How the Student Advisory Council Gave Me an EdgeJuly 26, 2013
This summer, we are catching up with former members of the AAUW National Student Advisory Council, the exclusive group of college women who advise AAUW on student issues and help plan the National Conference for College Women Student Leaders. Kerry Deikmann served on the 2010–11 SAC while pursuing her doctorate in education in the Counseling and Student Personnel Department at Minnesota State University, Mankato, and also held a graduate assistantship in the university’s women’s center. She now works at American University as the coordinator of women’s and gender programming and is completing her dissertation on how women define themselves as feminists.
Q: You came to the SAC as a graduate student, when you were also working at your school’s women’s center as a program coordinator. Why did you want to join the SAC?
A: Yes, I was in my third year of my doctoral program at Minnesota State University. I wanted to step it up a notch and be able to connect with people across the United States to see what work was being done at different campuses. I also wanted to advocate for gender equity on a larger scale than just at my campus.
I enjoyed the work I had done at my campus and I wanted to continue to have that connection with other feminists and also to have that solidarity, the “we are all in this together” mentality, because this is a big movement. I wanted to make sure I was in an organization where everyone was fighting for equity every day.
Q: What did you take away from your service on the SAC?
A: The experience allowed me to think about different programming ideas and how to execute them for different audiences on campus. It also provided me with a network of professionals who supported us and our efforts, and who are still a supportive resource today. I also connected with the other SAC members through Facebook. We are still connected today and can see each other’s progress.
Q: Was it hard to launch and execute programs on campus as a graduate student, or did your connection with the campus women’s center make it easier?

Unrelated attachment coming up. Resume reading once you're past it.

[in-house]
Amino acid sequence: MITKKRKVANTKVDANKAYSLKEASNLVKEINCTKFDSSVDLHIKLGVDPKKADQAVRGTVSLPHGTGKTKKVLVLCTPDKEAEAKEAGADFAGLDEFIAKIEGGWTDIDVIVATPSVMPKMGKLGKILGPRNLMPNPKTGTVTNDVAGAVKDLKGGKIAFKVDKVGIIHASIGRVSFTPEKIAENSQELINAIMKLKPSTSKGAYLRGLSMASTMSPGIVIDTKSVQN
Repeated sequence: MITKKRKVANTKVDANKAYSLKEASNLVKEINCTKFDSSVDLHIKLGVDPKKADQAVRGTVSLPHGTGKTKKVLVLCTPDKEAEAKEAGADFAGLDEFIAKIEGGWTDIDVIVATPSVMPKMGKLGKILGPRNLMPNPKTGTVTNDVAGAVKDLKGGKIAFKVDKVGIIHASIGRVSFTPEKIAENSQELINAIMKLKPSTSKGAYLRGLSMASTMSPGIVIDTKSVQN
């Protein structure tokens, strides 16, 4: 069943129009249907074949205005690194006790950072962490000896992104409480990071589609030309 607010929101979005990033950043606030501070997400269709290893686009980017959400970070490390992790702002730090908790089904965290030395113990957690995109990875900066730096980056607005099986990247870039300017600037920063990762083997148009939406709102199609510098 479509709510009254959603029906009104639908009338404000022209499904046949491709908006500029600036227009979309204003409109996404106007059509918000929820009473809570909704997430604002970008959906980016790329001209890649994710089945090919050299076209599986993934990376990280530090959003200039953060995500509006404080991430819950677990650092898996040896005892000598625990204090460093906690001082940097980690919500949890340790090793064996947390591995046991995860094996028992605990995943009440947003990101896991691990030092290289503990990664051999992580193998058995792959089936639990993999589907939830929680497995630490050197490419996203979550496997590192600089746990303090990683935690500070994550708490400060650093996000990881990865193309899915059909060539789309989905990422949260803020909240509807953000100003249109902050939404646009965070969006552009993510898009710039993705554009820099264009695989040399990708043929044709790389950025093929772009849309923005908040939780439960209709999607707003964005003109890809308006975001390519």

A: I believe my position at the university set me up in a way that enabled me to implement a lot of programs, and because of my involvement in the SAC I was able to access so much more material and so many more resources; that’s why I was able to put on so many programs. It definitely helped.
Q: What programs did you bring to campus?
I learned about the SAC because of that program; my supervisor at the women’s center introduced me to the SAC and wanted me to be trained as a $tart $mart facilitator. I started looking online and found the SAC.
Q: What was your favorite moment on the SAC?
A: Like everybody else’s, it’s the National Conference for College Women Student Leaders (NCCWSL). With the SAC specifically, it was great to have everyone come back together again at the end of the year during NCCWSL and reconnect with them. We got to work behind the scenes at NCCWSL and witness firsthand how AAUW works and how everyone comes together to put this conference on every year. It was amazing.
Q: What projects are you working on today?
A: After serving on the SAC, I completed a certificate on gender and women’s studies at Minnesota State University and I am currently finishing my dissertation on feminist identity for my doctoral program. Since then, I have accepted a full-time position at American University. I work in the Center for Diversity and Inclusion as the coordinator of women’s and gender equity. It’s an amazing job.
I’m very fortunate and I feel that SAC complimented what I was already doing. It gave me an extra purpose, to do something bigger than my campus that went along with what I was already interested in and working for. It was definitely nice to already have on my résumé that I worked at a women’s center in school, but I felt like I needed an extra edge — and the SAC definitely gave me that edge.
This post was written by AAUW College/University Relationships Interns Samantha Lambert and Mabinty Quarshie.